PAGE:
To Win BofA Investors, CEO Lewis Must Cut Merrill Costs

Last Updated Sep 15, 2008 2:31 PM EDT

Bank of America CEO Kenneth Lewis is only beginning his quest to acquire Merrill Lynch and build a global financial empire. His next step: Getting his skeptical shareholders to agree that the $50 billion all-stock transaction for Merrill is in their interests, too.

To that end, Lewis may find the best way to woo his antsy investors, who must approved the Merrill deal, is to immediately brandish a very large cost-cutting axe. In announcing the Merrill buy, Lewis said there are nearly $7 billion in immediate costs cuts that can be made by 2012. Moreover, he vowed to act fast by making the Merrill acquisition "accretive to earnings" by 2010.

Based on Lewis' track record, this is no hollow boast. For instance, right after buying Chicago-based LaSalle National Bank for $21 billion, Lewis' team began wringing out $1.25 billion in immediate cost savings. The majority of those cuts occurred in LaSalle headquarter functions that overlapped with BofA's, including legal, accounting, human resources and other administrative areas. Many top LaSalle bankers were dropped as BofA scaled back middle-market lending to small commercial firms, giving an opening to rivals including Harris Bank and JP Morgan Chase.

Looking to expand on LaSalle's retail banking presence, BofA held off slicing into old LaSalle bank branches or dumping tons of front-line tellers, customer representatives and consumer lenders. The acquirer did, however, drop the LaSalle name in favor of Bank of America signage. The LaSalle purchase has been accretive to BofA earnings, according to the company.

Much of that same action plan is likely to be imposed on Merrill. While it's unclear if the Merill name will end up on the trash heap, BofA is already expected to absorb many of New York-based Merrill's headquarter functions into its own system. Moreover, it will seek to thin the ranks of U.S. -based brokers, while also tightening up staffing at Merrill offices in other parts of the world.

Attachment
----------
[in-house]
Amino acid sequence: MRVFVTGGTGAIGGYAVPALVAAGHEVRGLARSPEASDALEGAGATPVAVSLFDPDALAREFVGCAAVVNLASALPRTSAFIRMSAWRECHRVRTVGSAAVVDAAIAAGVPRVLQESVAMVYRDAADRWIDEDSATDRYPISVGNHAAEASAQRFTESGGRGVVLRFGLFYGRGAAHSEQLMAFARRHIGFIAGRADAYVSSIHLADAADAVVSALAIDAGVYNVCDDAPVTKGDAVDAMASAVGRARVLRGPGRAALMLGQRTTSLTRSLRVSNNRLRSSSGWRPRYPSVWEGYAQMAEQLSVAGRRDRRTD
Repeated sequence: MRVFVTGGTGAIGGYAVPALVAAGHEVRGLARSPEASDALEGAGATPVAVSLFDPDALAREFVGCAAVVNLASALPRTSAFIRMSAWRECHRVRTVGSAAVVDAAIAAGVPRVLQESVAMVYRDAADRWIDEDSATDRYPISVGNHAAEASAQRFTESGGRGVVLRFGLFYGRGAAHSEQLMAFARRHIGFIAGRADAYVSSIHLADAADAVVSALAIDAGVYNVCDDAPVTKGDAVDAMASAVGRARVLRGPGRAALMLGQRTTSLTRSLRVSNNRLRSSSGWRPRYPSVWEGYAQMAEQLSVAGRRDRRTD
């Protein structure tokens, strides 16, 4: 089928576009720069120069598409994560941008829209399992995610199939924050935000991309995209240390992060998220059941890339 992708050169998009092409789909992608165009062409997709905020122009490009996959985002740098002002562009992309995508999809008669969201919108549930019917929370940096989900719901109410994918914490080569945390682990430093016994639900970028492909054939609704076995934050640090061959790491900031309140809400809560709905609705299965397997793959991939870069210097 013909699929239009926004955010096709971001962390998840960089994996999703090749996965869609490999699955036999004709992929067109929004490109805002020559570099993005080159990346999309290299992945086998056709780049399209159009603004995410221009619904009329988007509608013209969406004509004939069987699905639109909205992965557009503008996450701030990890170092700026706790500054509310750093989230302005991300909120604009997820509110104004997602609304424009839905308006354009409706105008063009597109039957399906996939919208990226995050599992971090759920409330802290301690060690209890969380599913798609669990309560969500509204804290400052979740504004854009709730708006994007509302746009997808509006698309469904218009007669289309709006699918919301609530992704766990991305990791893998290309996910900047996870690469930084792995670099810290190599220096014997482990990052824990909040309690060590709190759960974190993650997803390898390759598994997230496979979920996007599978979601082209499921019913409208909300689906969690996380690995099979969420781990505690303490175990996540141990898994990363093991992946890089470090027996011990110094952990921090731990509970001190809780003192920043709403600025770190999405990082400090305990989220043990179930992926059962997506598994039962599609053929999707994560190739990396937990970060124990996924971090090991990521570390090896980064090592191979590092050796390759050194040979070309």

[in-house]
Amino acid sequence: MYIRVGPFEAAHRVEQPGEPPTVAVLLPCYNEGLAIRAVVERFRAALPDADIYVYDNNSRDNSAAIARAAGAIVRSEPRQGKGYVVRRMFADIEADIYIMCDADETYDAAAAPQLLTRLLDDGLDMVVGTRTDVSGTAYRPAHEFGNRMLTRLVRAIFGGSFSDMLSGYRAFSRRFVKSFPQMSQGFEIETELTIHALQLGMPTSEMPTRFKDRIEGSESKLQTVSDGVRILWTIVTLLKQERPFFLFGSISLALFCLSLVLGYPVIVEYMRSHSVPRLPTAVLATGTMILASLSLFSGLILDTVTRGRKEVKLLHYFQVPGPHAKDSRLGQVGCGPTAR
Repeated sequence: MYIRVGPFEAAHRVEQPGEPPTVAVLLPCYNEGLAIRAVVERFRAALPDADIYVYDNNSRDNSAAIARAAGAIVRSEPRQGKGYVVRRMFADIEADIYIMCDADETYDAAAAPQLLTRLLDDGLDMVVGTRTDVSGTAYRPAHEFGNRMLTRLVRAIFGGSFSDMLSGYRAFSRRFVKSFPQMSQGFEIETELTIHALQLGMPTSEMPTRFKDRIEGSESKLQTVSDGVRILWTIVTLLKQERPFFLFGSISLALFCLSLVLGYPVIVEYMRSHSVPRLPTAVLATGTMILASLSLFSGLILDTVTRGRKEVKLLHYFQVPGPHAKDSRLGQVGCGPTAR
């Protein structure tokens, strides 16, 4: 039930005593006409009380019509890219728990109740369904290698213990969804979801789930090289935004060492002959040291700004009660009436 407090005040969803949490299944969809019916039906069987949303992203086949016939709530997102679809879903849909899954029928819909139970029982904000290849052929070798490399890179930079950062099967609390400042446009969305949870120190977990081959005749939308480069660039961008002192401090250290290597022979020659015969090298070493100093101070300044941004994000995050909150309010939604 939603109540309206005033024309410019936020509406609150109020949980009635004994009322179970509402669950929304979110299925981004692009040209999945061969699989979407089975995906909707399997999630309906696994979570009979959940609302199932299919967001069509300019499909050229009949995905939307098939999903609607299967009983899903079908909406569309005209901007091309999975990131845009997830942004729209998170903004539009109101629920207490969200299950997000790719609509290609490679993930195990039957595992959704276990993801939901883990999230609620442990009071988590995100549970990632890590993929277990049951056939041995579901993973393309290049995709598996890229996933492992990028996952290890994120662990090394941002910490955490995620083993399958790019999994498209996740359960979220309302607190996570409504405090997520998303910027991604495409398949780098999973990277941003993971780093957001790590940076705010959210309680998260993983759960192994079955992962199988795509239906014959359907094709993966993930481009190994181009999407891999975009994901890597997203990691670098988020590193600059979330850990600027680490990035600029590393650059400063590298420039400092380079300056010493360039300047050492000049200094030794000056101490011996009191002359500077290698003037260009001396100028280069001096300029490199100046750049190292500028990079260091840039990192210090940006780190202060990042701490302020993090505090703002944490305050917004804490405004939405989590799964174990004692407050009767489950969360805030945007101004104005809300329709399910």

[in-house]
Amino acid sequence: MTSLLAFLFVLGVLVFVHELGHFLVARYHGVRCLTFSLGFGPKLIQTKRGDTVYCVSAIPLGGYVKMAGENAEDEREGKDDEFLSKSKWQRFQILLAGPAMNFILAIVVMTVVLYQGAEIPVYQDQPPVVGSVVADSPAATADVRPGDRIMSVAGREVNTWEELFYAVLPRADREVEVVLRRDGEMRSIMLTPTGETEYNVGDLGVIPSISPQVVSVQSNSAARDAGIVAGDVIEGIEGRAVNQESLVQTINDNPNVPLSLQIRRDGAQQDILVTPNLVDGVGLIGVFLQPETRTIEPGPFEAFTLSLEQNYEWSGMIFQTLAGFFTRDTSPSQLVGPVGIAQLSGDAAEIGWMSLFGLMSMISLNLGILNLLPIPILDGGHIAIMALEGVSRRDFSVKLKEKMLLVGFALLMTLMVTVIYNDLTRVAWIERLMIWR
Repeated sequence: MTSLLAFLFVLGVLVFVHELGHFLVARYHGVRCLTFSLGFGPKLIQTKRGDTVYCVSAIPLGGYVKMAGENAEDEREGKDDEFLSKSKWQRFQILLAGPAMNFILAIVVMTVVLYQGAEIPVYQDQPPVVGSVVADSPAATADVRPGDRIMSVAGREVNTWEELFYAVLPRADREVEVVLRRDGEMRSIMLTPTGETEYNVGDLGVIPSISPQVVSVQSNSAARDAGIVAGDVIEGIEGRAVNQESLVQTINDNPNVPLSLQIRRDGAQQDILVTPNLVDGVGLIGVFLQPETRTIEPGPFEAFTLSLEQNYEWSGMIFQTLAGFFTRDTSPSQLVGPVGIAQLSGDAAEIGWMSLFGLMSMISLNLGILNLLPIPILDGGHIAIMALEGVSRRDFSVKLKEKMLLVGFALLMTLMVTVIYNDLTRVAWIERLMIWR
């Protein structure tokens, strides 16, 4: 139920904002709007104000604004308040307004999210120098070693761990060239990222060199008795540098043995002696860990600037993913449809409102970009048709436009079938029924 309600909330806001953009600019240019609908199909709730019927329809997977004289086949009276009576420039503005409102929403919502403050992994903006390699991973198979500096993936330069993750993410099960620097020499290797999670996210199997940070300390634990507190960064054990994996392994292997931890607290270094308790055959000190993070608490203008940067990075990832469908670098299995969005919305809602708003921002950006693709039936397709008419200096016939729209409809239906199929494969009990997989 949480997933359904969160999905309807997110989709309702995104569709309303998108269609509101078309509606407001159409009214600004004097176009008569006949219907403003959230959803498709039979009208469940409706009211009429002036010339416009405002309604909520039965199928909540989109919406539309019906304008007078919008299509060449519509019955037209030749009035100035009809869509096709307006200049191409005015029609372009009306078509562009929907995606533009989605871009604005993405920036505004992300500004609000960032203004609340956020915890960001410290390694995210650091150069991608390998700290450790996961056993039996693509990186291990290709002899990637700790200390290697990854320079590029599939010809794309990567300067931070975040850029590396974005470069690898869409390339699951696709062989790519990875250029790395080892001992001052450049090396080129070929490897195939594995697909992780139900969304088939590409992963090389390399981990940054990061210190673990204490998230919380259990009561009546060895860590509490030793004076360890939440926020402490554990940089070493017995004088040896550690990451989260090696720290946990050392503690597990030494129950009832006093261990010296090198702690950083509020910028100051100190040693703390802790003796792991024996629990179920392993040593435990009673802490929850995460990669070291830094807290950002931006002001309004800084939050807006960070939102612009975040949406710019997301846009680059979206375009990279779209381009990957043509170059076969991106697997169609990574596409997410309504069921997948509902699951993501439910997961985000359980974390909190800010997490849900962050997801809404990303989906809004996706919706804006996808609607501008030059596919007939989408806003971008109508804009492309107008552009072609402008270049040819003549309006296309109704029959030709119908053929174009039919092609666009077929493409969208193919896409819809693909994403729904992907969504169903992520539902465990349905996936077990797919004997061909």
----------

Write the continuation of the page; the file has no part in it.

Indeed, squeezing out costs is part of the Lewis' manta ever since he started amassing nearly $100 billion in various financial assets ranging from investment firms to credit card processors upon being named CEO nearly eight years ago.

Nevertheless, the Merrill acquisition -- coupled with this year's buyout of sickly mortgage seller Countrywide Financial -- is rattling investors, who are concerned BofA is going to greatly dilute the company's stock price with the Merrill purchase.

Lewis will have to quickly address their worries. In doing so, he'll make a case that there's a big upside to the Merrill purchase and that there's gold to be found in deep costs cuts, increased earnings power and the expanded worldwide customer reach that the brokerage firm will provide BofA.
  • Robert Reed

    Bob Reed has more than 25 years of journalism experience. He has been a reporter, editor, columnist and analyst for major publications and news organizations including, Bloomberg Business News, Crain’s Chicago Business, where he was editor, and the CBS-owned WBBM/ Newsradio 780, where he hosted a daily, half-hour business news and interview program during afternoon drive time.

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